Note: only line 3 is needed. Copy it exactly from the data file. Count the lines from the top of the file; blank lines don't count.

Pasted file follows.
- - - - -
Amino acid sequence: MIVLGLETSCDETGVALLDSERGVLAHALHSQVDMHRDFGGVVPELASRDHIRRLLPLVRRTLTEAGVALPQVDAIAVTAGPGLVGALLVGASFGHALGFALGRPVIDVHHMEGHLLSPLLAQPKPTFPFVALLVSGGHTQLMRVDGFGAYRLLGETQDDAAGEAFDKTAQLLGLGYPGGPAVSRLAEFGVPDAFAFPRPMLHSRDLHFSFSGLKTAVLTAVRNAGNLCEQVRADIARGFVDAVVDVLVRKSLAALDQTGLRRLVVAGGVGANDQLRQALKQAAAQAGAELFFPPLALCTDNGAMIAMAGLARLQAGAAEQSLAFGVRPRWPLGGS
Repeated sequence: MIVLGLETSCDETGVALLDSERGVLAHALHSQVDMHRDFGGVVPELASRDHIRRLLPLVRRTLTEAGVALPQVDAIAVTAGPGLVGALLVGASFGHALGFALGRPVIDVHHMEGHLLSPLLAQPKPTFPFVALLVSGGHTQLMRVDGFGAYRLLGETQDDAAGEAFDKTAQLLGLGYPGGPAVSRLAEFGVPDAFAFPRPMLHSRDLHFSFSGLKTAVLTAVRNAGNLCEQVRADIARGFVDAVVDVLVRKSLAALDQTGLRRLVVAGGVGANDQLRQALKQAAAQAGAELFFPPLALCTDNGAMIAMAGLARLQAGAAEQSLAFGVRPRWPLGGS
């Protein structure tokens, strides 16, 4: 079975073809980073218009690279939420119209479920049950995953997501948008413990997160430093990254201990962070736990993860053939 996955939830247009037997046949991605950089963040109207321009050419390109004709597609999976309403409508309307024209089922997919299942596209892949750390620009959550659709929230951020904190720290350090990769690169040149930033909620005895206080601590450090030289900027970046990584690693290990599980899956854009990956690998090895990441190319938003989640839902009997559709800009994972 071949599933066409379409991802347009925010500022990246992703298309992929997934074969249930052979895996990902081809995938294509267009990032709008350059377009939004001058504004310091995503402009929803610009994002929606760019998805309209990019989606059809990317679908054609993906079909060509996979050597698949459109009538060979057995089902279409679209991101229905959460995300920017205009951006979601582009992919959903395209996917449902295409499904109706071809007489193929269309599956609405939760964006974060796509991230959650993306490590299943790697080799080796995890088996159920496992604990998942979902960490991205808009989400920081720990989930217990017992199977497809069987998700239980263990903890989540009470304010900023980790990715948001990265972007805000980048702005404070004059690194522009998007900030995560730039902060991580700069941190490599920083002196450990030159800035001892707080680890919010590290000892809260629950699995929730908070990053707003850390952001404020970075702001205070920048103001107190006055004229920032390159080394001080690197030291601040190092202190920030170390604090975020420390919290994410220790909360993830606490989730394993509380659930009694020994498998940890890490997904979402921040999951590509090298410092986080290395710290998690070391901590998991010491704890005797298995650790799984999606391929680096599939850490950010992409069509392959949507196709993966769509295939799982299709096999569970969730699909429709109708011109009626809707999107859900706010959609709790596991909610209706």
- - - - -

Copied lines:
């Protein structure tokens, strides 16, 4: 079975073809980073218009690279939420119209479920049950995953997501948008413990997160430093990254201990962070736990993860053939 996955939830247009037997046949991605950089963040109207321009050419390109004709597609999976309403409508309307024209089922997919299942596209892949750390620009959550659709929230951020904190720290350090990769690169040149930033909620005895206080601590450090030289900027970046990584690693290990599980899956854009990956690998090895990441190319938003989640839902009997559709800009994972 071949599933066409379409991802347009925010500022990246992703298309992929997934074969249930052979895996990902081809995938294509267009990032709008350059377009939004001058504004310091995503402009929803610009994002929606760019998805309209990019989606059809990317679908054609993906079909060509996979050597698949459109009538060979057995089902279409679209991101229905959460995300920017205009951006979601582009992919959903395209996917449902295409499904109706071809007489193929269309599956609405939760964006974060796509991230959650993306490590299943790697080799080796995890088996159920496992604990998942979902960490991205808009989400920081720990989930217990017992199977497809069987998700239980263990903890989540009470304010900023980790990715948001990265972007805000980048702005404070004059690194522009998007900030995560730039902060991580700069941190490599920083002196450990030159800035001892707080680890919010590290000892809260629950699995929730908070990053707003850390952001404020970075702001205070920048103001107190006055004229920032390159080394001080690197030291601040190092202190920030170390604090975020420390919290994410220790909360993830606490989730394993509380659930009694020994498998940890890490997904979402921040999951590509090298410092986080290395710290998690070391901590998991010491704890005797298995650790799984999606391929680096599939850490950010992409069509392959949507196709993966769509295939799982299709096999569970969730699909429709109708011109009626809707999107859900706010959609709790596991909610209706």